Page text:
In German-speaking Switzerland, drying fruit and vegetables has always been a widely used preservation method, particularly during the Second World War when every piece of arable land was used to provide sufficient food for the population. Apples, pears, wild fruit, potatoes and green beans were harvested while still hard, then cleaned, boiled and dried to provide a nutritious supply of protein and minerals during the winter months.
Until the mid-20th century, potatoes were the most common vegetable, however in the 1950s protein and mineral-rich green beans regained popularity. Particularly in the cantons of Berne, Basel, Zurich, Solothurn, Schwyz and St Gallen, it was customary to harvest green beans and transform them into Dörrbohnen (dried beans).
Preparing Dörrbohnen is simple and involves gentle drying at temperatures below 30°C. When dried, the beans can be stored for up to two years and must be soaked for a few hours before cooking.
This traditional and natural preservation method enables tasty nutritious meals to be prepared at any time of the year. Dörrbohnen are found in all types of central and northern Swiss cuisine, whether in humble soup dishes or the more-refined Bernerplatte, meats cuts or sausages, served with boiled vegetables such as potatoes and carrots, cabbage and green beans.
The recent industrialization of the drying process and introduction of higher-yield foreign hybrids have put the survival of this old tradition at risk.
The Dörrbohnen Presidium was created to preserve the native bean varieties and promote the artisanal drying of the product, thereby protecting the authenticity of the traditional regional recipes. The Presidium brings together a group of producers, three involved in growing and two with drying, who exclusively grow native varieties of green beans, such as Berner Landfrau, Saxa, Limka and Victoire.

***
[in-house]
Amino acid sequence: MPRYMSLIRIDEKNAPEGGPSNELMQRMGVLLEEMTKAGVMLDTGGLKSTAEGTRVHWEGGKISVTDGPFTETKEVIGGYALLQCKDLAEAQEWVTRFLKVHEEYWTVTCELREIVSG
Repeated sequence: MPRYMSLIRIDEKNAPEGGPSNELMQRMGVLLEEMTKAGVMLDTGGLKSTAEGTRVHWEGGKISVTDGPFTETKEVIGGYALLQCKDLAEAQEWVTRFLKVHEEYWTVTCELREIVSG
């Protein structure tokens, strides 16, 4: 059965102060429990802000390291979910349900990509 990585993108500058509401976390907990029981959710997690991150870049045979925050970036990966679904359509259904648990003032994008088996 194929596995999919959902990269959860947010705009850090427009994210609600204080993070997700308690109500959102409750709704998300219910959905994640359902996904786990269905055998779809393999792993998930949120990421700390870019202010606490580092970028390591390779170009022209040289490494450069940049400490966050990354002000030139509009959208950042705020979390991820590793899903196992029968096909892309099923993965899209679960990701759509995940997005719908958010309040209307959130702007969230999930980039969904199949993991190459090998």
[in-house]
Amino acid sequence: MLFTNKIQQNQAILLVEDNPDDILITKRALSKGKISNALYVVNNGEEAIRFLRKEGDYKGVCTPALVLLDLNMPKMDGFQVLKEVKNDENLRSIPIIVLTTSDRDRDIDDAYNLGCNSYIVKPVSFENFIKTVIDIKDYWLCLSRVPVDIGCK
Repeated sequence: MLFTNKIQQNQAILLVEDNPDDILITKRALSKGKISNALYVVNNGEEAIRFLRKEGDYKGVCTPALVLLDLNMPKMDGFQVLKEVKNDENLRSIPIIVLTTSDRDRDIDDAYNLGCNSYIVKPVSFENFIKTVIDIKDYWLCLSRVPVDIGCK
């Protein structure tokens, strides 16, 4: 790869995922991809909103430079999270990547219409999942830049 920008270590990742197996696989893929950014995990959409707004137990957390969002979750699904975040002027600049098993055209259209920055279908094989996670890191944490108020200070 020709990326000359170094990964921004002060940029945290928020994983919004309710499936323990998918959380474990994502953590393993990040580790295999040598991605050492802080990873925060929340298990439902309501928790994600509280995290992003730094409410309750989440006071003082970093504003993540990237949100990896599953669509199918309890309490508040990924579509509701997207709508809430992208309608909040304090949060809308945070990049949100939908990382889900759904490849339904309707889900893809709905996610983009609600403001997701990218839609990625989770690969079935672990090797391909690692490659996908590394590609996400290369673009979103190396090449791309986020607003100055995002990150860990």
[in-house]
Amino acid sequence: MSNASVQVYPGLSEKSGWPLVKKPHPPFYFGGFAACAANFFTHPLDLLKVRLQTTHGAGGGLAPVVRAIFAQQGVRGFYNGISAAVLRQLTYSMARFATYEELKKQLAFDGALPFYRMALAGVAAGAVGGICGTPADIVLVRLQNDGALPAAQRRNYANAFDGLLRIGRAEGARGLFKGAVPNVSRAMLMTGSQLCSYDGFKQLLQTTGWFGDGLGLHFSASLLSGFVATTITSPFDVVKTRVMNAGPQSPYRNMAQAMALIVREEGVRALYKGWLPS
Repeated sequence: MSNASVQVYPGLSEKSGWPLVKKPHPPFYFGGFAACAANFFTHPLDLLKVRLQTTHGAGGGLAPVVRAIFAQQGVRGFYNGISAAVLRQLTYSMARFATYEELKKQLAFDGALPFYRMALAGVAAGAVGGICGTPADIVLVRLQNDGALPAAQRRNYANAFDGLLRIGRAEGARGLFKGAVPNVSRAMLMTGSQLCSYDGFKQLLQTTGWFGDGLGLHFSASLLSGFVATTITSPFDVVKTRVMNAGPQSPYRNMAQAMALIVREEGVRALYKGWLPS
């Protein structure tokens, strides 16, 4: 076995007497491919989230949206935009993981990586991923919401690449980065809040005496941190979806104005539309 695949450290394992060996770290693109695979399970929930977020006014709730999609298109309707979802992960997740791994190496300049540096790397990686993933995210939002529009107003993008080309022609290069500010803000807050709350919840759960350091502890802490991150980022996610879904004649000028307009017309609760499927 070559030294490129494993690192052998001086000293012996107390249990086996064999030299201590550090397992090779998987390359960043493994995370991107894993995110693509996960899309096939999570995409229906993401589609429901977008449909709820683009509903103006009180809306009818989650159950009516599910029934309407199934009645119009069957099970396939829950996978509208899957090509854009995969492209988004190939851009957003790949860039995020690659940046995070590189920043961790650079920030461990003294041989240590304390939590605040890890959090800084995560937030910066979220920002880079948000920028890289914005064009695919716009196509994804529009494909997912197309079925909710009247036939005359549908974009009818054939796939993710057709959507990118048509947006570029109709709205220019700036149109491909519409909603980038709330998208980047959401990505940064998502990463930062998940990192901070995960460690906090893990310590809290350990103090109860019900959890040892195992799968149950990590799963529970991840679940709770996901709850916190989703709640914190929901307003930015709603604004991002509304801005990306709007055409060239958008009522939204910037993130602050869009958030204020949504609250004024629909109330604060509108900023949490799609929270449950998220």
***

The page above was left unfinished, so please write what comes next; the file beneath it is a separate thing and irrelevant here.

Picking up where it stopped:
Berne, Basel, Zurich, Solothurn, Schwyz and St Gallen cantons (German-speaking Switzerland)
Farina bóna is a traditional corn flour produced in the Onsernone Valley, one of the poorest and most inaccessible parts of the Canton of Ticino. The distinctive flavor of the flour is obtained by toasting the corn kernels and grinding the grain very finely, using special grinders such as those still found around Vergeletto, a municipality in Ticino with a population of just 90 people.
The origin of Farina bóna is not known, but several elderly inhabitants of Vergeletto still remember the similar farina sec’a, which was produced by Signora Annunziata Terribilini until she died in 1958. Known as Nunzia, she prepared this flour by toasting the corn kernels in a pan until they popped and then grinding them, as opposed to the typical farina verda flour that was ground without being toasted.
Farina bóna was once an important part of the daily diet in the Onsernone Valley and was eaten mixed with water or milk (hot or cold), and with blueberries, strawberries or wine. However, changing food habits after the Second World War progressively reduced its importance. Production ended when the last miller in valley stopped working at the end of the 1960s.
Valle Onsernone, Ticino canton